Spring Quarter 2018

Course descriptions can be found in the general catalog, topical course descriptions can be found at the bottom of this page, and syllabi may be found at courses.ucsd.eduAll courses listed on this page are subject to change.

Colloquia - H*** 160-190 
Graduate Courses - H*** 200+
"+" indicates courses that focus on the period before 1800





Lower Division Courses

Course Title Instructor
HILD
HILD 2C United States History M. Hendrickson
HILD 7C Race & Ethnicity in the United States L. Alvarez
HILD 12 Twentieth Century East Asia W. Matsumura
HILD 14 Film and History in Latin America B. Cowan
HITO
HITO 87 TBA

Upper Division Courses

Course Title Instructor
HIAF
HIAF 113 Small Wars and the Global Order J. Prestholdt
HIEA
HIEA 133 Twentieth-Century China: Cultural History P. Pickowicz
HIEA 144 Topics in East Asian History: TBA Staff
HIEU
HIEU 123 Ancient Greece from Classical Athens to Cleopatra D. Demetriou
HIEU 144 Topics in European History: TBA U. Strasser
HIEU 156 History of the Soviet Union, 1905–1991 R. Edelman
HILA
HILA 121B History of Brazil, 1889 to Present J. Graham
HILA 000 New Course: TBA C. Hunefeldt
HINE
HINE 116 The Middle East in the Age of European Empires (1798–1914) Staff
HINE 120 The Middle East in the New Century Staff
HINE 126 Iranian Revolution in Historical Perspective Staff
HISC
HISC 109 Invention of Tropical Disease C. Edington
HISC 110 Historical Encounters of Science and Religion R. Westman
HISC 131 Science, Technology, and Law T. Golan
HITO
HITO 000 History of Modern Vietnam C. Edington
HIUS
HIUS 113 History of Mexican America D. Gutierrez
HIUS 123 History of New York City N. Kwak
HIUS 131 Cultural History from 1865 to 1917 R. Klein
HIUS 133 The Golden Age of Piracy M. Hanna

Colloquia

Course Title Instructor
HIEU
HIEU 171 Special Topics in Twentieth-Century Europe: TBA U. Strasser
HILA
HILA 162 Special Topics in Latin American History: TBA Staff
HISC
HISC 180 Science and Public Policy T. Golan
HIUS
HIUS 186 Tobics in US Economic History M. Henrickson

Departmental Approval

To enroll in a colloquium you will need to request Department Approval by using the Course Pre-Authorization Request tool. In the justification field please answer the following questions:
  • Why are you interested in taking the class?
  • Have you taken any history classes before?
  • Have you taken any other course on this period?
  • How heavy is your schedule? -- we will have a lot of reading and writing.
  • What kinds of papers have you written before? 

Graduate Courses

Course Title Instructor
Crossfield
HIGR 281 Global History Approaches to the Modern Era J. Prestholdt
HIEA
HIGR 215B Research Seminar in Modern Chinese History K.Gerth
HIGR 217C Historical Scholarship on Pre-Modern Chinese History: Late Imperial Chinese History, 1200-1800 S. Schneewind
HIGR 219A Research Seminar in Modern Korean History T. Henry
HIEU
HIGR 222 Historical Scholarship on European History, since 1850 R. Edelman
HIGR 223B Research Seminar is Medieval History Staff
HIGR 230B Research Seminar in Modern European History Staff
HIGR 256 Readings in Ancient Roman History Watts
HIEU 271 Special Topics in Twentieth-Century Europe: U. Strasser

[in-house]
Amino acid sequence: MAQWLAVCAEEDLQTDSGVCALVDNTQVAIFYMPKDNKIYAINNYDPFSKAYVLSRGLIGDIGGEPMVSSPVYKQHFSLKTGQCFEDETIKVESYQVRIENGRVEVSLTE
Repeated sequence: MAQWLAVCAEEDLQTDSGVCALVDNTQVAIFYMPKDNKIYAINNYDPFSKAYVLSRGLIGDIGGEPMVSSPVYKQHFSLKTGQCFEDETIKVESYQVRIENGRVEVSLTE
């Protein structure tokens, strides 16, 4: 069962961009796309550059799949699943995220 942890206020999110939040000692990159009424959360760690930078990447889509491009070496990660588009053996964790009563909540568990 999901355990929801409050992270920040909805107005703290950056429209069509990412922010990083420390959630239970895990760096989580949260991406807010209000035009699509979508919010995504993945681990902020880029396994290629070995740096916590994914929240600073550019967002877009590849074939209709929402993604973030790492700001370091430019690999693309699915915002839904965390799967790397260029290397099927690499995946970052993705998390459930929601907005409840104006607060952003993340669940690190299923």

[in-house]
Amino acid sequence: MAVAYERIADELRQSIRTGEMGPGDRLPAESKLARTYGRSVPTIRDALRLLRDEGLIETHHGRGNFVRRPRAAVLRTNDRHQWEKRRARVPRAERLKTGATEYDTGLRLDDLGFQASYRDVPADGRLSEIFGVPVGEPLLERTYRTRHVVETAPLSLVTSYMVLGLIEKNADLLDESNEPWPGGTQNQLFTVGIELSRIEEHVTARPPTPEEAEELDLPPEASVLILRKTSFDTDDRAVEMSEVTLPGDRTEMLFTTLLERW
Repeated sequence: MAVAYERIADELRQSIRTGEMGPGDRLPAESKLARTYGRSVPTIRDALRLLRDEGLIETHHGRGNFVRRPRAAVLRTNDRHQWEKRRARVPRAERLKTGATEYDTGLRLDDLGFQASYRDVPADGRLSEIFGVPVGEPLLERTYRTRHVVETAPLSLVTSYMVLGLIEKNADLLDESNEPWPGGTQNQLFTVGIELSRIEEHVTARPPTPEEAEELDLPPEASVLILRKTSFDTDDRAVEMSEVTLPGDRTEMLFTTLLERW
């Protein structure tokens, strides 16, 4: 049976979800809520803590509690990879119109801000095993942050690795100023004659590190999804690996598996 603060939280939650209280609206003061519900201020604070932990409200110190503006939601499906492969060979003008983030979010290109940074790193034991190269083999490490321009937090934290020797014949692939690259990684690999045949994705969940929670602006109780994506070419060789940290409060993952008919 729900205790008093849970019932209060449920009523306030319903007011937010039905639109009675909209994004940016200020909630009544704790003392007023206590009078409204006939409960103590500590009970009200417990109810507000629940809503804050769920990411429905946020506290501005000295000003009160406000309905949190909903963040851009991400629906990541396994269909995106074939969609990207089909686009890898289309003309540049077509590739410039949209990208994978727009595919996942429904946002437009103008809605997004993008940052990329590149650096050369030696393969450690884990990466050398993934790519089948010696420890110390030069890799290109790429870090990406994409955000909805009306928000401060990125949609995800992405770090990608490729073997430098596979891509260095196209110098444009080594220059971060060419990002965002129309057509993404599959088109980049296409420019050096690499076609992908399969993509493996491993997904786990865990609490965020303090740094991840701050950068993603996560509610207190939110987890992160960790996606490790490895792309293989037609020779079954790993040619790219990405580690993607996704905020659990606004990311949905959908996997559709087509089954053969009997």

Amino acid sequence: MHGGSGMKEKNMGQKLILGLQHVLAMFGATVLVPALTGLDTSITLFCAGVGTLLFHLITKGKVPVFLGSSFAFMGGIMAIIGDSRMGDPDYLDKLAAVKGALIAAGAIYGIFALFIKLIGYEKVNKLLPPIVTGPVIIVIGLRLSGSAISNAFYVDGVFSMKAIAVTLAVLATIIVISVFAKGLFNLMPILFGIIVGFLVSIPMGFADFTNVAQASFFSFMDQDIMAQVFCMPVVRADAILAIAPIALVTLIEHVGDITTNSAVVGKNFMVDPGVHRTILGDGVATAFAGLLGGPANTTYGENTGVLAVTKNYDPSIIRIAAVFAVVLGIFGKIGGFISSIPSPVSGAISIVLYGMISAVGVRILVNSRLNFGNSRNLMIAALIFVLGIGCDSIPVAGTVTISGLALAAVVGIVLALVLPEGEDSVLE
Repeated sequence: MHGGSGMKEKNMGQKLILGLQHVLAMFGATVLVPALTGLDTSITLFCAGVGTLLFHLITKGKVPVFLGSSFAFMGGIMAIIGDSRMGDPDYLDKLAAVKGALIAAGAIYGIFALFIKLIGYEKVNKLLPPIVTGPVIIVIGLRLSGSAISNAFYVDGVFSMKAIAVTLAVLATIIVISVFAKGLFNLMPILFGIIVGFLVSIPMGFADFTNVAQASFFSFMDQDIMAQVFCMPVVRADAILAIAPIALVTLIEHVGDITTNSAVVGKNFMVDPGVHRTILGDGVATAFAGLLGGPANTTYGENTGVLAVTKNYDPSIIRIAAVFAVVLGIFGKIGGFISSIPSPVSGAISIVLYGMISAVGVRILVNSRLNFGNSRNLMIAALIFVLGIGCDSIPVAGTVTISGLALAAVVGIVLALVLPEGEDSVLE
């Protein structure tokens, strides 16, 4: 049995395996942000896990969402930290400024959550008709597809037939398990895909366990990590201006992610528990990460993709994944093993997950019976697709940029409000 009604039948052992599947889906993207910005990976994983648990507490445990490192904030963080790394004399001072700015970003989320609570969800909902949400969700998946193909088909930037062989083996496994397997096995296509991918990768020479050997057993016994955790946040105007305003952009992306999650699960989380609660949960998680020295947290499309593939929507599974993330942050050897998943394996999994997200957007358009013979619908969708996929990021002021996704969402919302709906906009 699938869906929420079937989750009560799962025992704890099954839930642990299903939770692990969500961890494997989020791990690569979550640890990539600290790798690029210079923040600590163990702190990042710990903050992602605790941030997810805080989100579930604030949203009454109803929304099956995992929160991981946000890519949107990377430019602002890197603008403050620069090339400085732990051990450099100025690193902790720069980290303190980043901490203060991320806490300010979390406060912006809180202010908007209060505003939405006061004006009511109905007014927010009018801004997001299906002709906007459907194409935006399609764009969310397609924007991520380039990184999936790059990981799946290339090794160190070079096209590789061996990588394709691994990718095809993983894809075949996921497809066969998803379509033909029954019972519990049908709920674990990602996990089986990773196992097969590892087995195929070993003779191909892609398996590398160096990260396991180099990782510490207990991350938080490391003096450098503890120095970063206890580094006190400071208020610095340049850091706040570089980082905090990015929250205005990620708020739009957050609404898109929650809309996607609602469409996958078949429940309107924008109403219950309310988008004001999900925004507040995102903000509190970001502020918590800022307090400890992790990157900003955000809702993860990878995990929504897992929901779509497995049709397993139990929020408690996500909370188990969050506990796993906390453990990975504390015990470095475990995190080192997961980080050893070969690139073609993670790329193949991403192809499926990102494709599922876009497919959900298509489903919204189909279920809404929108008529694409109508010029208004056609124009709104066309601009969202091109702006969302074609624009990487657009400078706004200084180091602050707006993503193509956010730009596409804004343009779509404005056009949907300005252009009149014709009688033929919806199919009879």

HILA
HILA 162 Special Topics in Latin American History: TBA Staff
HISC
HIGR 239 Seminar in Science Studies R. Westman
HIGR 240 Colloquium in Science Studies C. Gere
HISC 280 Science and Public Policy T. Golan
HITO
HITO 278 A History of Seafaring in the Age of Sail M. Hanna
HIUS
HIGR 265C Historical Scholarship on American History D. Widener
HIGR 267B Research Seminar in United States History R. Plant
HIUS 286 Tobics in US Economic History M. Henrickson

New and Topical Course Descriptions

HIEA 144. Topics in East Asian History: Pre-Modern Korean History
This course will examine the evolution of Korean culture and society within the context of political, cultural, and institutional history, from the late thirteenth century through late nineteenth century when Chosǒn opened its ports after signing a treaty with Japan and launched a series of reforms as facing pressure from foreign countries. Major themes of the course will be how the dynastic transition between Koryŏ and Chosŏn is to be understood; how Chosŏn managed to maintain its sovereignty while experiencing a series of foreign invasions, and how certain social circumstances such as introduction of new thoughts through Qing China had influence on the development of Chosŏn dynasty until late nineteenth century.

HILA 162. Topics in Latin American History: Aztecs and Mayas After the Conquest
This class considers the histories of native peoples (commonly known as "Aztecs" and "Mayas") of Mexico and Guatemala from the Spanish invasion to the present (c. 1492 - 2017). The course will examine how indigenous peoples and practices persisted during the Spanish American colonial period and the challenges native peoples have had since Independence to secure their lands and rights.

HIUS 125. Asian American Social Movements
This course introduces students to the history of Asian American social movements from the late-19th century to the present, with an emphasis on inter-ethnic, cross-racial, and transnational practices. Topics include immigration reform, antiwar and anti-colonial movements, redress, hate crimes, and police brutality.

 

Freshman Seminars Course Descriptions

Course descriptions coming soon!

Vice Chair of Undergraduate Studies:
Dana Velasco Murillo
Office: H&SS 6044
Phone: (858) 822-3575

Undergraduate Coordinator:
Sally Hargate
Office: H&SS 5005
Phone: (858) 534-8940

OFFICE HOURS:
Mon.-Fri. 7:30am - 4:00pm

Walk-in Advising Hours:
Monday - Friday
9:00am-11:00am
1:30pm - 3:00pm